Reducing waste and introducing a recycling scheme at Rimutaka Prison has earned the prison a place in the finals of the 2017 Green Ribbon Awards. The awards recognise outstanding contributions that protect and enhance New Zealand's environment.
Rimutaka’s entry is in the Minimising our Waste category for the prison’s Waste Reduction & Recycling Project.
“We’re delighted to be selected as finalists,” says Assistant Prison Director Kym Grierson.
“We developed the Waste Reduction and Recycling Project following a waste audit by the Sustainability Trust. We wanted to reduce waste and our waste bill, engage prisoners in on-site employment, lessen our environmental impact and be a good neighbour to the Upper Hutt community.
“The prison is a large site geographically, with around 1,000 prisoners plus several hundred staff and visitors on site at any time – so it’s fair to say the site was going to need more than a few recycling bins.”
The prison now has several hundred recycling bins, along with 50 compost bins built by prisoners, and 60 worm farms. Each of the prison’s 27 accommodation units has its own worm farm as a way of involving, educating, and motivating staff and prisoners. Each unit also has 3 x 240 litre wheelie bins that are colour-coded according to the recycling stream: paper/cardboard; food waste and other waste.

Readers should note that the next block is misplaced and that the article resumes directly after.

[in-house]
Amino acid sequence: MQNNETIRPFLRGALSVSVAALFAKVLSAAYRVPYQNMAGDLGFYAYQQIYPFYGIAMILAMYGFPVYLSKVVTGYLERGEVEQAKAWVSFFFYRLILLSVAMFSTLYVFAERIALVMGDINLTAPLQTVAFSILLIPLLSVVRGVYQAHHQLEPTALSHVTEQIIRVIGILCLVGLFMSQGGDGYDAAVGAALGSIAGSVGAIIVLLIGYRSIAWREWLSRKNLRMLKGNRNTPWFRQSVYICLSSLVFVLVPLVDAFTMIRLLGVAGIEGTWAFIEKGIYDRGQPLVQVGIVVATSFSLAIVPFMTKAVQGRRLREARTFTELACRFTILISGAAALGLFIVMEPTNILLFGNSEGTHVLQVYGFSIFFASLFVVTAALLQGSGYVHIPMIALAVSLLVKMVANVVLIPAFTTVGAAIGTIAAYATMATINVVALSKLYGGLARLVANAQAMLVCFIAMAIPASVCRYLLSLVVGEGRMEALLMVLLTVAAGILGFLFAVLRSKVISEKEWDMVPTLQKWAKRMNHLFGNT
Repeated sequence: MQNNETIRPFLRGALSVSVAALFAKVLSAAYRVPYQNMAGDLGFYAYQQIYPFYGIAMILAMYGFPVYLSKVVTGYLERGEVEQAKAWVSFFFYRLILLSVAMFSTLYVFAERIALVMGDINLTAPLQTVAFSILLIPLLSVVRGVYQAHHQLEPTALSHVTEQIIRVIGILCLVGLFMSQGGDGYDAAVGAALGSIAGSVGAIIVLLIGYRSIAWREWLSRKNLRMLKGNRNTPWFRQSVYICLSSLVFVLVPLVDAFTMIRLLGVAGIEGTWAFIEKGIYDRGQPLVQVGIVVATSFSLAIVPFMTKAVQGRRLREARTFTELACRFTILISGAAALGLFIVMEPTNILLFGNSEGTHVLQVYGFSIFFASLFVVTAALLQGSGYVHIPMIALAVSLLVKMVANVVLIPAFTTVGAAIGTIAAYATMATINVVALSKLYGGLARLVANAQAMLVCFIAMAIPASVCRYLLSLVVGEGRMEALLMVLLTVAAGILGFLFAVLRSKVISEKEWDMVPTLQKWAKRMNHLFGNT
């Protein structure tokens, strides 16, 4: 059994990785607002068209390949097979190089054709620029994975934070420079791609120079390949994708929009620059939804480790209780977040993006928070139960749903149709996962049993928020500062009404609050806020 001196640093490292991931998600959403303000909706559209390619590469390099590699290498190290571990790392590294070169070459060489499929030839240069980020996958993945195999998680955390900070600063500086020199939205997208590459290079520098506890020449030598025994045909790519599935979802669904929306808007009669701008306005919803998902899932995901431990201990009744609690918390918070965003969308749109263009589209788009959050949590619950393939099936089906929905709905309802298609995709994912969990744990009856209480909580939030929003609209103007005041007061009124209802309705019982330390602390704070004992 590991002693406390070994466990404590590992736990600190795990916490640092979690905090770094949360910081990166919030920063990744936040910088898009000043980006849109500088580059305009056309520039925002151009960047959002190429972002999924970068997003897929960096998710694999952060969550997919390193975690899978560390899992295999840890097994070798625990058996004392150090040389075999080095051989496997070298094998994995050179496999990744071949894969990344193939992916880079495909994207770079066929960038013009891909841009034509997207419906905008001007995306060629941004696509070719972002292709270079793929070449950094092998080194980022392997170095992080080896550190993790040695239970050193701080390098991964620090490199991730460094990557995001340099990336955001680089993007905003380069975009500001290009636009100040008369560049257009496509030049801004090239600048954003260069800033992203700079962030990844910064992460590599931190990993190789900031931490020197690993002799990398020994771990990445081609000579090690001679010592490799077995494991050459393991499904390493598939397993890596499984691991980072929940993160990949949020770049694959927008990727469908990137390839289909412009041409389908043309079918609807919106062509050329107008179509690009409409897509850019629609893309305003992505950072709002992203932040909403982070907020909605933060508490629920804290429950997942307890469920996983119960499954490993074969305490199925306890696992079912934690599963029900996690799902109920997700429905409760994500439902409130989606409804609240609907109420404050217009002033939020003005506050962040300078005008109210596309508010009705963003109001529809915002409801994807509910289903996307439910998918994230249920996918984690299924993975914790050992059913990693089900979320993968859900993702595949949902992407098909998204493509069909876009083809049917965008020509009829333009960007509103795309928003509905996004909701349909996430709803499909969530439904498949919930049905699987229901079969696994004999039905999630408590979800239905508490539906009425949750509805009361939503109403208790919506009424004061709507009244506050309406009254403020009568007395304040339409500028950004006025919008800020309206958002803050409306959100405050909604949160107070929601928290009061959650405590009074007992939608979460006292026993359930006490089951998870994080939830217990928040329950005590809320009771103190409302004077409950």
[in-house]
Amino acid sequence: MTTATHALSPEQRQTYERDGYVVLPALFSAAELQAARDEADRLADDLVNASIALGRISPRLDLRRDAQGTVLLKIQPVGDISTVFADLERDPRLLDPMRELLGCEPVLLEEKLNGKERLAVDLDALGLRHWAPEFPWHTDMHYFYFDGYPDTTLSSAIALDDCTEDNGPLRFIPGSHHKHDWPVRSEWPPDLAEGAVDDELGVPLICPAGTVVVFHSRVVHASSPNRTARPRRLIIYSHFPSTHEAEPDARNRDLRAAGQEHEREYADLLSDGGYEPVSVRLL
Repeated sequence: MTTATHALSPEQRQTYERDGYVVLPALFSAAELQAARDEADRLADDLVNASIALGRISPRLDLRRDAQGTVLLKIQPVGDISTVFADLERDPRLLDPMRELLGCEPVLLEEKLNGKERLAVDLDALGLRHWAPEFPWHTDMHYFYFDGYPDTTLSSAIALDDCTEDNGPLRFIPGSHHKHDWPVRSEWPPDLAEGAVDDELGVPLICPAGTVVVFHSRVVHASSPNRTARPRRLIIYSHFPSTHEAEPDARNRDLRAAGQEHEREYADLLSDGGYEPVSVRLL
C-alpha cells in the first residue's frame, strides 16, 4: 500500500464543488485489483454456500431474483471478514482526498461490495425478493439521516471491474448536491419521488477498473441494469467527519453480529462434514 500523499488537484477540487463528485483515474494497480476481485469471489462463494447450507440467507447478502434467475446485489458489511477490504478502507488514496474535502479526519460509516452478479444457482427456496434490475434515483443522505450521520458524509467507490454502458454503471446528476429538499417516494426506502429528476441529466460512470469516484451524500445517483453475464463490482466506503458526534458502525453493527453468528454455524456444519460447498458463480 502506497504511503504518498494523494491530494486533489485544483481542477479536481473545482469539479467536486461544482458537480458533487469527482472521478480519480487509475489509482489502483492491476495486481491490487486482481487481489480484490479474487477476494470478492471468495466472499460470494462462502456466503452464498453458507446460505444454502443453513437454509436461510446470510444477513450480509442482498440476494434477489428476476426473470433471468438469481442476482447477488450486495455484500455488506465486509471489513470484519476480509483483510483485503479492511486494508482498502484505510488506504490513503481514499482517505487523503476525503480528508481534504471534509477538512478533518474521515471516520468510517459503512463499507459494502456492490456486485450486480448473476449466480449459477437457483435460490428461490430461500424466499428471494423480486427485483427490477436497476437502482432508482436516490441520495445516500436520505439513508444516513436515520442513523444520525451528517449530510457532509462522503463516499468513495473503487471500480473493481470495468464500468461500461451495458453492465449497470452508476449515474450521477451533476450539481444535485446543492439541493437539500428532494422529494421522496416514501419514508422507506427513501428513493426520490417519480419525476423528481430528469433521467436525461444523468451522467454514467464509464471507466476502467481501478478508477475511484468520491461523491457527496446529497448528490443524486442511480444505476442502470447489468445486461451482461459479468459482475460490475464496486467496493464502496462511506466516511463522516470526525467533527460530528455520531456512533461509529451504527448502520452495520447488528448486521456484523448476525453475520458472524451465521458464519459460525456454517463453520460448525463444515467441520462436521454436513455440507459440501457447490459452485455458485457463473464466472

The prison’s purpose-built recycling and sorting facility is the hub of the operation: it’s here where the bins are emptied and sorted, and where food waste is composted.
As much as possible is recycled or repurposed: vermicasting of worm farms and compost operations are used to enhance the soil in individual prison units’ garden. Vegetables that are grown in these gardens are donated to local food banks.
A large proportion of shredded paper and cardboard is turned into paper ‘fire’ bricks that are donated to local charities. Shredded paper is also added to the compost bins and worm farms to assist with balancing the food waste and maintaining porosity.
“The site has seen a 50% reduction by volume of waste going to landfill. We now recover approximately 5 tonnes of recyclables per month. Prior to starting this project, there were minimal recyclables recovered,” says Ms Grierson.
“Prisoners are gaining valuable information and knowledge about sustainable living that they can take home to their families. They’re also giving back to the community through the activities that recycle or repurpose items that are donated to the community as kindling, paper ‘fire’ bricks, hats and aprons for kids, pet blankets for HUHA, dog kennels for the SPCA and growing vegies and flowers for community organisations.”
The Recycling and Waste Reduction programme employs between eight and 15 prisoners for six hours a day, five days per week under the supervision of the Offender Employment Instructor. The men working on the project also earn credits in Health & Safety qualifications.
The winners will be announced at the Green Ribbon Awards ceremony hosted by Minister for the Environment Hon Dr Nick Smith, and Associate Minister for Conservation Hon Nicky Wagner in Parliament Buildings on Thursday 8 June.